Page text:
Wednesday, December 24, 2008

A Little Herstory: banning the "obscenity" of reproductive health  

Here's yet another installment of "A Little Herstory," in hopes that as modern feminists we won't forget where feminism came from, and how many women suffered to make our lives better.

The Comstock Law was enacted in 1873, and made it illegal to send "obscene, lewd, and/or lascivious" materials through the mail, particularly materials that provided education on birth control, abortions, or STDs. Read an excerpt from the Comstock Law to see how utterly ridiculous it was. When you think of "obscene," do you think of pamphlets on reproductive health? Neither do I.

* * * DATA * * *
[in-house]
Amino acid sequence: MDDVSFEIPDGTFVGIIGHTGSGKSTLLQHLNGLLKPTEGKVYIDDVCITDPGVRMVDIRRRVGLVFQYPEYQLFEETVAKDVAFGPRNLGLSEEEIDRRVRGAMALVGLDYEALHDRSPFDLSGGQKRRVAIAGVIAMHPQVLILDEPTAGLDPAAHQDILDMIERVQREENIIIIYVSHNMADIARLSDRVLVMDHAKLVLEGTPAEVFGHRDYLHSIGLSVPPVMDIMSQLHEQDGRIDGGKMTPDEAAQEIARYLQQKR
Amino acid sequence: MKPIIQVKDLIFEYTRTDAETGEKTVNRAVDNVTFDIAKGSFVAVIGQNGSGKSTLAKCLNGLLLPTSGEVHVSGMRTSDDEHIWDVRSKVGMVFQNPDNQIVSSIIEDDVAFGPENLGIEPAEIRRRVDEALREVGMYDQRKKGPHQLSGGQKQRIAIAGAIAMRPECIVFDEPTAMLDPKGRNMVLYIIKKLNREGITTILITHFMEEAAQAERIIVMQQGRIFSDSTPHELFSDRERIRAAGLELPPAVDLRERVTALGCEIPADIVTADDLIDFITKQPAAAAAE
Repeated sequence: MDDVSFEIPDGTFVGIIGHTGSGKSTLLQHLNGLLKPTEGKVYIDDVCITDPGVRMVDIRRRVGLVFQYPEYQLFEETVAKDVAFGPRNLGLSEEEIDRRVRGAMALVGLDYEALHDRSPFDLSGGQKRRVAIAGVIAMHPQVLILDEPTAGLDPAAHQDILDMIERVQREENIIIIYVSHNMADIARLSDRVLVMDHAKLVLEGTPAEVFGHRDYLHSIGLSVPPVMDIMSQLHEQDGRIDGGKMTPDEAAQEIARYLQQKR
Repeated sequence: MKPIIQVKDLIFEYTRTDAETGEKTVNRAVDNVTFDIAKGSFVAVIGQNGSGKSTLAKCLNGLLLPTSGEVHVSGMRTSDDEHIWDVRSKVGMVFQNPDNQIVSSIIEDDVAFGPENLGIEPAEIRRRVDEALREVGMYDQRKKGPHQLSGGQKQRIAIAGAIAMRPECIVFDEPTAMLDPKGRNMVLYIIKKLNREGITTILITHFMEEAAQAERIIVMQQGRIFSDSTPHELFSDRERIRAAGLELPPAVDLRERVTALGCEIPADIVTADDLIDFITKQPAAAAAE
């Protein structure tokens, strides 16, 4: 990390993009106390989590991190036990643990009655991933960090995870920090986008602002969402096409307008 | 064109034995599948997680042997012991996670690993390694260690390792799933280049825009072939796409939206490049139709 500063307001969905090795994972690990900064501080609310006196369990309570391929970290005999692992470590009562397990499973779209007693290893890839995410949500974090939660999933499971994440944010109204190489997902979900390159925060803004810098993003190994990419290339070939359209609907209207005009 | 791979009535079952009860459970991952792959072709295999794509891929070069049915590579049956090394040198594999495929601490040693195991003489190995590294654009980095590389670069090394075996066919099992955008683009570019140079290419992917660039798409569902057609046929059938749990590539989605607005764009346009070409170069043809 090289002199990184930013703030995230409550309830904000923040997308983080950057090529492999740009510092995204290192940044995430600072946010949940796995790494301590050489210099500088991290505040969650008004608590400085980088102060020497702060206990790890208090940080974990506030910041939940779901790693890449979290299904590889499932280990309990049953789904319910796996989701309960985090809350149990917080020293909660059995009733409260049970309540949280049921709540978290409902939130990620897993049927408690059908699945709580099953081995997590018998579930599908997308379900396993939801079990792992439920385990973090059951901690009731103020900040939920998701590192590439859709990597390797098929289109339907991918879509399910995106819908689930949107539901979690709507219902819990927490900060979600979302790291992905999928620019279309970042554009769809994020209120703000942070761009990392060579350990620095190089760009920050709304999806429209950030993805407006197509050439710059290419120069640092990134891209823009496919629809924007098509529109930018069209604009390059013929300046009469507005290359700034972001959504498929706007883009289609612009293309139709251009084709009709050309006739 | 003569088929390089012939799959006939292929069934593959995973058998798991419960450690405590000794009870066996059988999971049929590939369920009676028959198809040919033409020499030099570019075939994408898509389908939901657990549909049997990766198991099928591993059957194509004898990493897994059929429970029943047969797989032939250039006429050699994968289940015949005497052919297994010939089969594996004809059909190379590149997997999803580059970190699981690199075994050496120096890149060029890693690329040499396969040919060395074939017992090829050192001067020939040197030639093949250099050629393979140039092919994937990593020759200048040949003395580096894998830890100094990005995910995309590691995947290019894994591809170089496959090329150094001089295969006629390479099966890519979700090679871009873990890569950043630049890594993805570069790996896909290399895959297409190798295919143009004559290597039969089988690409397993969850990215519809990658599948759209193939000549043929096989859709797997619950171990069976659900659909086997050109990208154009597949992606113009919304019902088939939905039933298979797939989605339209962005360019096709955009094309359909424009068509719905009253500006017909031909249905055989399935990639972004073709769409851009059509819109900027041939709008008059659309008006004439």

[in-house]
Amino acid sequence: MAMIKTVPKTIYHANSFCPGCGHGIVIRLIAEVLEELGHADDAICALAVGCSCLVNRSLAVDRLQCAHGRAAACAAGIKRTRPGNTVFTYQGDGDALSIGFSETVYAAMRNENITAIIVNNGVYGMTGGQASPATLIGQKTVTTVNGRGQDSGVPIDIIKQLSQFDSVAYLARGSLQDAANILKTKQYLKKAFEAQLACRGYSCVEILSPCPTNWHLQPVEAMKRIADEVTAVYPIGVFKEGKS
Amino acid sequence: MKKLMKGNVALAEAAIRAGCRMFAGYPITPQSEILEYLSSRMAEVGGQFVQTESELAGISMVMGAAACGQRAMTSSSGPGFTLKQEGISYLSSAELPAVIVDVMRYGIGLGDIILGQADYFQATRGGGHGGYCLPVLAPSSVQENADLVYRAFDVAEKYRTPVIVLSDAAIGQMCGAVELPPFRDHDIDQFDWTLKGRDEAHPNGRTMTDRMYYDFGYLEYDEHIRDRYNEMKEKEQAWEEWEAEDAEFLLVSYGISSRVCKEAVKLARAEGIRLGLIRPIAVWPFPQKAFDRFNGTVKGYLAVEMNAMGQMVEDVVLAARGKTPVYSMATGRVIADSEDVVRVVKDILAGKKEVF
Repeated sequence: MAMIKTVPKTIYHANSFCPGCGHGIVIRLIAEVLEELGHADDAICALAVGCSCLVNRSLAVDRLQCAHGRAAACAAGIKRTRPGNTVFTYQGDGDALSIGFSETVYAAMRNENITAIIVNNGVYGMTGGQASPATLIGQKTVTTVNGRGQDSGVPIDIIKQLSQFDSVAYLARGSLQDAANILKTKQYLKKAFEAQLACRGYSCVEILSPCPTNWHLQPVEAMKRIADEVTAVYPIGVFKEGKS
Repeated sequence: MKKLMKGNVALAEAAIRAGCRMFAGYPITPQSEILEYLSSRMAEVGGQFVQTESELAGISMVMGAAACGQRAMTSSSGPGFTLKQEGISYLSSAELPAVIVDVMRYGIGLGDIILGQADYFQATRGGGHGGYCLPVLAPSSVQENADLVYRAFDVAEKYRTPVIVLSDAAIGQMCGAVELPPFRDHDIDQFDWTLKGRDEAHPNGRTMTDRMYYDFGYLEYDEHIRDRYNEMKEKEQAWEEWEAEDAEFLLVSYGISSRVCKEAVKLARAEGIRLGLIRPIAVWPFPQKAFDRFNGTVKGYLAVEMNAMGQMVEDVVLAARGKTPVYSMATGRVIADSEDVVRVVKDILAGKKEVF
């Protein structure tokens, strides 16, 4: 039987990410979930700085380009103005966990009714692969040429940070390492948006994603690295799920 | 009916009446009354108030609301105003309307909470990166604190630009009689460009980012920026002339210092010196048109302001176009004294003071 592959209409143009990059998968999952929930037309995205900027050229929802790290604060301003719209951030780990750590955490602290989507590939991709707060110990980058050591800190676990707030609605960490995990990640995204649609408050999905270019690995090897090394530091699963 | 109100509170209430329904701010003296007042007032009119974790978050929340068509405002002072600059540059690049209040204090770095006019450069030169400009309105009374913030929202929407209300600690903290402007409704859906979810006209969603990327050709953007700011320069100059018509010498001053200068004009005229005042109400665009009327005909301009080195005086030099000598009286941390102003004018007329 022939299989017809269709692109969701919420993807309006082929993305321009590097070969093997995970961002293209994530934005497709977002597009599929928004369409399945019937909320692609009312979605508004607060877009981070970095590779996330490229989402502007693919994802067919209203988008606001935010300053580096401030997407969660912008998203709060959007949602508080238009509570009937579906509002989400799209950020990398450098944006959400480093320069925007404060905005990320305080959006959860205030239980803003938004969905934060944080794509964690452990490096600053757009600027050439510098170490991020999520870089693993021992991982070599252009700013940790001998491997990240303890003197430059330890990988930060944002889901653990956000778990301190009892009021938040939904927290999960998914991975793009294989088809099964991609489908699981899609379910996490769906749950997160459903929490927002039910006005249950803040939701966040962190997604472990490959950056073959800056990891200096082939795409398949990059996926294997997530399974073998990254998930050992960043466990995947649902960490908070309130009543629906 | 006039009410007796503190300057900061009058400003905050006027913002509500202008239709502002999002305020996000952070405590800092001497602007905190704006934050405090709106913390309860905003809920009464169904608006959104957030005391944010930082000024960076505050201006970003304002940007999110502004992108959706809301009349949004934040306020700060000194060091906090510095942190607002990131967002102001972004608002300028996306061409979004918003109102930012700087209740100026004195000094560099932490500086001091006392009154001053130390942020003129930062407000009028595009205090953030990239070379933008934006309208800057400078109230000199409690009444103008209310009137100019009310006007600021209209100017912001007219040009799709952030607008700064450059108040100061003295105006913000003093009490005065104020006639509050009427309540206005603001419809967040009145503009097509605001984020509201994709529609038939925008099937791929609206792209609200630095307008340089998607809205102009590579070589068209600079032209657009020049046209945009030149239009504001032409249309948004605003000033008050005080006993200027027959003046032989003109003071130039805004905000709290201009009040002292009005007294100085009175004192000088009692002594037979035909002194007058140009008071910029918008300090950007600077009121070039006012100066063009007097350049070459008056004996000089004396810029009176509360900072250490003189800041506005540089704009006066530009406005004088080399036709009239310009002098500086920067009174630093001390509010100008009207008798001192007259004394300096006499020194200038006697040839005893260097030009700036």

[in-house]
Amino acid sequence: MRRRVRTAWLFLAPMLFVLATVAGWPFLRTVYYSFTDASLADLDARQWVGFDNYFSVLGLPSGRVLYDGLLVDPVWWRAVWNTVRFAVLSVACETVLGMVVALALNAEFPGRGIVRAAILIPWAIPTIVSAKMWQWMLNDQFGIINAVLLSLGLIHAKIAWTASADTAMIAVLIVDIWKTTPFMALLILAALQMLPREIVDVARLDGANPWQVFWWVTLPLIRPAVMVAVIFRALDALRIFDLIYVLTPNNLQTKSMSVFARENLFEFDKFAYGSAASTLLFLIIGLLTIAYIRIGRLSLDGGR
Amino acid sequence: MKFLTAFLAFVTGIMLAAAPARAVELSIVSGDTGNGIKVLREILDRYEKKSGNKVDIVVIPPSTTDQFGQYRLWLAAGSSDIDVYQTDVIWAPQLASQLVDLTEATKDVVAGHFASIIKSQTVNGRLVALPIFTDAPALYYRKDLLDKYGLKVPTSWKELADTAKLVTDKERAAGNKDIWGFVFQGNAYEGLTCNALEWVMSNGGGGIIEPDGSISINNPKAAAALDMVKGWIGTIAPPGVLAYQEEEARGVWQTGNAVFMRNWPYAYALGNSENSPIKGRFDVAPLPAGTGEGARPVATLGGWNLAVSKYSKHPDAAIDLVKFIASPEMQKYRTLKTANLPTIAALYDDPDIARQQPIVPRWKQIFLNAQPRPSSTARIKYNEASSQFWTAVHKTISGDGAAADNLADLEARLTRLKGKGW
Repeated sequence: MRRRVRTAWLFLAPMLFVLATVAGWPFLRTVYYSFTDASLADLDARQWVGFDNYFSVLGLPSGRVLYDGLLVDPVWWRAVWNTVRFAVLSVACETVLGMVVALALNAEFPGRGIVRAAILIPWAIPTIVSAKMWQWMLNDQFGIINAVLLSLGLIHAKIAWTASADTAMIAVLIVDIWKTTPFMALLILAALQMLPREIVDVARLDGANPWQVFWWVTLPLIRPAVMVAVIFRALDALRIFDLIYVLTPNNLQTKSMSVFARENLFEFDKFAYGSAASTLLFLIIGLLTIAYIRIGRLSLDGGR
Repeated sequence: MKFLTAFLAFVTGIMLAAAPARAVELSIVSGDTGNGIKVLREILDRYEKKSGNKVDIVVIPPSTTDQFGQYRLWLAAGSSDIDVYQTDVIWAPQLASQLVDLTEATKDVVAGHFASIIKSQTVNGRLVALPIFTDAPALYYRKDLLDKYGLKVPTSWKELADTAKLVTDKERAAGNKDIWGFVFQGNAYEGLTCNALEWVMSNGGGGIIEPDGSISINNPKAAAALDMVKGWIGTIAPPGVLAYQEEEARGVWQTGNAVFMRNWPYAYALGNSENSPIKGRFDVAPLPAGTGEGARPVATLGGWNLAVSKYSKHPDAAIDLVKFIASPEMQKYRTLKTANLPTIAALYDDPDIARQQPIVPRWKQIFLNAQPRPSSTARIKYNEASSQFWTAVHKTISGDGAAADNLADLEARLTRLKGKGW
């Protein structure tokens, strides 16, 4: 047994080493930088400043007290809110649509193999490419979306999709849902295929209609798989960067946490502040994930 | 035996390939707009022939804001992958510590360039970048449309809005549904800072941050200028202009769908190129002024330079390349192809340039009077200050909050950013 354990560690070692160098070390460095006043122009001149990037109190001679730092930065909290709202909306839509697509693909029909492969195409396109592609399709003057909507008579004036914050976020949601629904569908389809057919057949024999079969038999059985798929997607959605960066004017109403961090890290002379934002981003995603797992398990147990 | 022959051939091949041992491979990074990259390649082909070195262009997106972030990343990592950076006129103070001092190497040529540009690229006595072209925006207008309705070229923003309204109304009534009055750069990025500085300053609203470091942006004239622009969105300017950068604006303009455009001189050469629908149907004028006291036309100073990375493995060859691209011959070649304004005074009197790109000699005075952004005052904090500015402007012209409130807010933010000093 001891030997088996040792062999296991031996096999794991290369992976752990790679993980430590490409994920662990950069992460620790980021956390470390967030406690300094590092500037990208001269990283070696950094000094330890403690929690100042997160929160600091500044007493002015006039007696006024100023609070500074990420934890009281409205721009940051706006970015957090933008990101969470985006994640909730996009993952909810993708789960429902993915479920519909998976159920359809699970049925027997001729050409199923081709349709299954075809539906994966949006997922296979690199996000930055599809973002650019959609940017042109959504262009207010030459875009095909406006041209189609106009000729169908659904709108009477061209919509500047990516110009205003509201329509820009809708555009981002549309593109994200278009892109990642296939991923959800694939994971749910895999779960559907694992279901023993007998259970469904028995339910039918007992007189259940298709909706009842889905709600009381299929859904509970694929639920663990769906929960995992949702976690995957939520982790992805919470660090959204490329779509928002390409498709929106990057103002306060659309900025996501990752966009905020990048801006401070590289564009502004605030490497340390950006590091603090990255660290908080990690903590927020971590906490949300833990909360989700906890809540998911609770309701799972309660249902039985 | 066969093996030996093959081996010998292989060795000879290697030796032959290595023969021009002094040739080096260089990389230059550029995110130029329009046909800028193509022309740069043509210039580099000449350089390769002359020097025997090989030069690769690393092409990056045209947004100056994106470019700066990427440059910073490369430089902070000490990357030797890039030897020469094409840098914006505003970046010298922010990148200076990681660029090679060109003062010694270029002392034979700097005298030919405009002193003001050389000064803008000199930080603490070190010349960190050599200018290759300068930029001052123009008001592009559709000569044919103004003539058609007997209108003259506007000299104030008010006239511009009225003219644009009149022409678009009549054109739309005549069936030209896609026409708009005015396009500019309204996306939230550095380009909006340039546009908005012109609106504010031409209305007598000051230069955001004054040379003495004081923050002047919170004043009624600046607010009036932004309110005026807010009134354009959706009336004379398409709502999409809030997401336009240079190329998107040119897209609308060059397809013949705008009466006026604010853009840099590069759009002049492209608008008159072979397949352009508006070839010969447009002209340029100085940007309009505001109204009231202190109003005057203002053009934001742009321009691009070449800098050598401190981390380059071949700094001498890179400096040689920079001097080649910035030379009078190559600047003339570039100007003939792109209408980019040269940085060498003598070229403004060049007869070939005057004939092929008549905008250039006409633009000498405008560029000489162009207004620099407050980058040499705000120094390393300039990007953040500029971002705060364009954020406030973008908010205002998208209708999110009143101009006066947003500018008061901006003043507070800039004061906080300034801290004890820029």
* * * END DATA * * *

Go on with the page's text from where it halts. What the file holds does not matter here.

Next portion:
In 1915, Margaret Sanger, who founded Planned Parenthood, wrote a response to the Comstock Law, entitled "Comstockery in America." In 1932, Sanger arranged for a shipment of diaphragms to be mailed from Japan to a doctor in New York City. When U.S. customs confiscated the packages, Sanger helped file a lawsuit. In 1936, a federal appeals court ruled that the federal government could not interfere with doctors providing contraception to their patients.

What next?

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